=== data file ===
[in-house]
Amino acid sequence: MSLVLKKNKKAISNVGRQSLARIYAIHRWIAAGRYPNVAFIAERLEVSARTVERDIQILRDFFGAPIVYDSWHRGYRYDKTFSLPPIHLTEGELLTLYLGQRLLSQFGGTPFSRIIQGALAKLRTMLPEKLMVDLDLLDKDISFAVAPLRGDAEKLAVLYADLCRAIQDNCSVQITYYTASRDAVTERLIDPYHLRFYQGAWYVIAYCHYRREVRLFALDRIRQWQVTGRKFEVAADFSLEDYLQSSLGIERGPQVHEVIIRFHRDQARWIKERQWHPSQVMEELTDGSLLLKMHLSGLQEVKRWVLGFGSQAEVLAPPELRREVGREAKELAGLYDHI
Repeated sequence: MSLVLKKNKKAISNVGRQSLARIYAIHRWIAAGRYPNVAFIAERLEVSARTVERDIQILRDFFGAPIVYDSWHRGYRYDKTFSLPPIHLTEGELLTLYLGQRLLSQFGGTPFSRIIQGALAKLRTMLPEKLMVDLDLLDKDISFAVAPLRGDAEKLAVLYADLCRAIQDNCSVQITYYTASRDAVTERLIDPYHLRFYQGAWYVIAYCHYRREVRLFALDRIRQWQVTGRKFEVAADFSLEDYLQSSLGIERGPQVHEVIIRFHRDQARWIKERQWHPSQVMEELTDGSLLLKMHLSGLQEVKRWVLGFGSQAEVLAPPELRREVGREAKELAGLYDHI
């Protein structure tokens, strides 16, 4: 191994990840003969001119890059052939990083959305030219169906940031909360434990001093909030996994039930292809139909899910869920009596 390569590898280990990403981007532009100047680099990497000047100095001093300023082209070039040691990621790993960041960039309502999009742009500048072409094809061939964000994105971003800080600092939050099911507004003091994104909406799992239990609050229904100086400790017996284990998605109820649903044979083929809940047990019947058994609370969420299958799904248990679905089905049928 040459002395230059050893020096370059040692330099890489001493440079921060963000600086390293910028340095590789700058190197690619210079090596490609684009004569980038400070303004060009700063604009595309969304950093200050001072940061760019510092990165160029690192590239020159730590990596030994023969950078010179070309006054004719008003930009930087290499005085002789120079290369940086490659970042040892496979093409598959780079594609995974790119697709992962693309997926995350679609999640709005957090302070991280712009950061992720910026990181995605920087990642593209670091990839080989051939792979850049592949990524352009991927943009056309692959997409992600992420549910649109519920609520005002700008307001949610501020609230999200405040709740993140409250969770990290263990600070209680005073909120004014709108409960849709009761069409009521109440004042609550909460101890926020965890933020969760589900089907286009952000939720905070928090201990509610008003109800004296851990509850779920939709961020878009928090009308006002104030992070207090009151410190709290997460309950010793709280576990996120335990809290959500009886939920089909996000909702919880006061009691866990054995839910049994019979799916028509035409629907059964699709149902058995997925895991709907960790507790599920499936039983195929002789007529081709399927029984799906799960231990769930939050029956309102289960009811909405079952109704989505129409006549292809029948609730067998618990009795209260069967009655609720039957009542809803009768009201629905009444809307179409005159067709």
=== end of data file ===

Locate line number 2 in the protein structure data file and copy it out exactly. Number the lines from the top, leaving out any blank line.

Amino acid sequence: MSLVLKKNKKAISNVGRQSLARIYAIHRWIAAGRYPNVAFIAERLEVSARTVERDIQILRDFFGAPIVYDSWHRGYRYDKTFSLPPIHLTEGELLTLYLGQRLLSQFGGTPFSRIIQGALAKLRTMLPEKLMVDLDLLDKDISFAVAPLRGDAEKLAVLYADLCRAIQDNCSVQITYYTASRDAVTERLIDPYHLRFYQGAWYVIAYCHYRREVRLFALDRIRQWQVTGRKFEVAADFSLEDYLQSSLGIERGPQVHEVIIRFHRDQARWIKERQWHPSQVMEELTDGSLLLKMHLSGLQEVKRWVLGFGSQAEVLAPPELRREVGREAKELAGLYDHI